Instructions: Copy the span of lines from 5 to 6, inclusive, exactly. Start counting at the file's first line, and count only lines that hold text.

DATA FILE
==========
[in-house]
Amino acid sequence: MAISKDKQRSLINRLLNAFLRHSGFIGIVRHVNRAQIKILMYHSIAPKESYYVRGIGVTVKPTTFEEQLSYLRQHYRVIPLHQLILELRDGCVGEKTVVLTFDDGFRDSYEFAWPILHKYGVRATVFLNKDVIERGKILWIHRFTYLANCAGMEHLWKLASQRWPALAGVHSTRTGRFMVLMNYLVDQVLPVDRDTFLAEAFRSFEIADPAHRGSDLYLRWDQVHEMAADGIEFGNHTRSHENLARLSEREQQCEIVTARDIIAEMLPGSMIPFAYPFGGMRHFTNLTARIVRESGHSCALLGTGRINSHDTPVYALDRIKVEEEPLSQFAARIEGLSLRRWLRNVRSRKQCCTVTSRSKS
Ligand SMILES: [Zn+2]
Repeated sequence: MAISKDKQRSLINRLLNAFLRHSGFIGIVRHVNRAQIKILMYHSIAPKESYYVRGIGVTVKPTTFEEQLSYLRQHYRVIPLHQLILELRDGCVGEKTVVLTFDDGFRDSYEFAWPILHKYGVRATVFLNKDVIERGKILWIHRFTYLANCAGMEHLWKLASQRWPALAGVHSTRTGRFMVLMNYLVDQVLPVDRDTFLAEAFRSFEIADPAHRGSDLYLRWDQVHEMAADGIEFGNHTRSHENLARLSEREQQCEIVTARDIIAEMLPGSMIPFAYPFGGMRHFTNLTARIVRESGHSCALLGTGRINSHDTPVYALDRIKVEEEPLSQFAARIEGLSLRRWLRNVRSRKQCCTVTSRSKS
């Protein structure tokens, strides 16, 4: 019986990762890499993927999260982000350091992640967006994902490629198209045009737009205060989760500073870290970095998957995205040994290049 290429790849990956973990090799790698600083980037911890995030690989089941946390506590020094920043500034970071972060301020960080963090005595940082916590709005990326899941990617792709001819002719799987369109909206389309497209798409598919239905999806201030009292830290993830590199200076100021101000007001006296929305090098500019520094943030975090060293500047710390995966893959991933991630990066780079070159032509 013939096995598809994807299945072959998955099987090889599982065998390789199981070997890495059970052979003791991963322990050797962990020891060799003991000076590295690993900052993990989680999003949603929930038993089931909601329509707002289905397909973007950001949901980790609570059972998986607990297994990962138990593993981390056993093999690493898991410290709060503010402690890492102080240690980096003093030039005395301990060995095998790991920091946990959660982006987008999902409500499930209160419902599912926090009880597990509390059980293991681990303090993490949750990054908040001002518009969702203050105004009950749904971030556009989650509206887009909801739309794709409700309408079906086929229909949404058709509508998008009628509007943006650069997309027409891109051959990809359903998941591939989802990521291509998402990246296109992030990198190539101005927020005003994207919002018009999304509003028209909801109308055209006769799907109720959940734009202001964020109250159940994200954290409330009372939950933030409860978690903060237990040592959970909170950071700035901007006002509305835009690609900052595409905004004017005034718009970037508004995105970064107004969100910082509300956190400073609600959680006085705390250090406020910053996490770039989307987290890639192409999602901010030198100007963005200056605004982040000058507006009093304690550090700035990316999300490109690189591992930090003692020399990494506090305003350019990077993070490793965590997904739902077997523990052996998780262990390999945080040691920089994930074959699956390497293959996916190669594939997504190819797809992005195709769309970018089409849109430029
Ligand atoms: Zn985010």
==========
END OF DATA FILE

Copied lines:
């Protein structure tokens, strides 16, 4: 019986990762890499993927999260982000350091992640967006994902490629198209045009737009205060989760500073870290970095998957995205040994290049 290429790849990956973990090799790698600083980037911890995030690989089941946390506590020094920043500034970071972060301020960080963090005595940082916590709005990326899941990617792709001819002719799987369109909206389309497209798409598919239905999806201030009292830290993830590199200076100021101000007001006296929305090098500019520094943030975090060293500047710390995966893959991933991630990066780079070159032509 013939096995598809994807299945072959998955099987090889599982065998390789199981070997890495059970052979003791991963322990050797962990020891060799003991000076590295690993900052993990989680999003949603929930038993089931909601329509707002289905397909973007950001949901980790609570059972998986607990297994990962138990593993981390056993093999690493898991410290709060503010402690890492102080240690980096003093030039005395301990060995095998790991920091946990959660982006987008999902409500499930209160419902599912926090009880597990509390059980293991681990303090993490949750990054908040001002518009969702203050105004009950749904971030556009989650509206887009909801739309794709409700309408079906086929229909949404058709509508998008009628509007943006650069997309027409891109051959990809359903998941591939989802990521291509998402990246296109992030990198190539101005927020005003994207919002018009999304509003028209909801109308055209006769799907109720959940734009202001964020109250159940994200954290409330009372939950933030409860978690903060237990040592959970909170950071700035901007006002509305835009690609900052595409905004004017005034718009970037508004995105970064107004969100910082509300956190400073609600959680006085705390250090406020910053996490770039989307987290890639192409999602901010030198100007963005200056605004982040000058507006009093304690550090700035990316999300490109690189591992930090003692020399990494506090305003350019990077993070490793965590997904739902077997523990052996998780262990390999945080040691920089994930074959699956390497293959996916190669594939997504190819797809992005195709769309970018089409849109430029
Ligand atoms: Zn985010």